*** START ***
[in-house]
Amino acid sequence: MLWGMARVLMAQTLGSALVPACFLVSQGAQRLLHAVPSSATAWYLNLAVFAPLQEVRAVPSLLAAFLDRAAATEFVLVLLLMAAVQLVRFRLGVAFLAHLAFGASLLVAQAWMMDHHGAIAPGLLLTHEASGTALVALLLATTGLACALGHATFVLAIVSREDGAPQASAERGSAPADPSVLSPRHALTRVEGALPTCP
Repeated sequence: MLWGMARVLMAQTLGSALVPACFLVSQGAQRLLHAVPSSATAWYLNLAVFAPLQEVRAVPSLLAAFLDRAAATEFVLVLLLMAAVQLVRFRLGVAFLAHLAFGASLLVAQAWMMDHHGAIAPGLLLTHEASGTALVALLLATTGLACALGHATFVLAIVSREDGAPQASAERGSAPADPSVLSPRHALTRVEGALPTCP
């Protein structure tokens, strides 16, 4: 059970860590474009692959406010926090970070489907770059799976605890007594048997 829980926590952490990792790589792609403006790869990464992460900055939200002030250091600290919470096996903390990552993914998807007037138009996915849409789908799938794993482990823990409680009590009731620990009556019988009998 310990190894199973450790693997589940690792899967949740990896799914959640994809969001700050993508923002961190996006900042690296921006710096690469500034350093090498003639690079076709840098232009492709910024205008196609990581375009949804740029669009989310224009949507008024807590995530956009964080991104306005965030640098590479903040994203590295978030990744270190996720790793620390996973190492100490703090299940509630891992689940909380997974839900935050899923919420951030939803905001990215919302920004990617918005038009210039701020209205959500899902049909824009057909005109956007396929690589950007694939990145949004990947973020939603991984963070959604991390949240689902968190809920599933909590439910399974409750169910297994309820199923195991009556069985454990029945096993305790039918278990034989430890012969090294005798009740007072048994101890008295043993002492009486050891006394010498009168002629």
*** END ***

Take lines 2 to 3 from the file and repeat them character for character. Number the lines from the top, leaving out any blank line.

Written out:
Amino acid sequence: MLWGMARVLMAQTLGSALVPACFLVSQGAQRLLHAVPSSATAWYLNLAVFAPLQEVRAVPSLLAAFLDRAAATEFVLVLLLMAAVQLVRFRLGVAFLAHLAFGASLLVAQAWMMDHHGAIAPGLLLTHEASGTALVALLLATTGLACALGHATFVLAIVSREDGAPQASAERGSAPADPSVLSPRHALTRVEGALPTCP
Repeated sequence: MLWGMARVLMAQTLGSALVPACFLVSQGAQRLLHAVPSSATAWYLNLAVFAPLQEVRAVPSLLAAFLDRAAATEFVLVLLLMAAVQLVRFRLGVAFLAHLAFGASLLVAQAWMMDHHGAIAPGLLLTHEASGTALVALLLATTGLACALGHATFVLAIVSREDGAPQASAERGSAPADPSVLSPRHALTRVEGALPTCP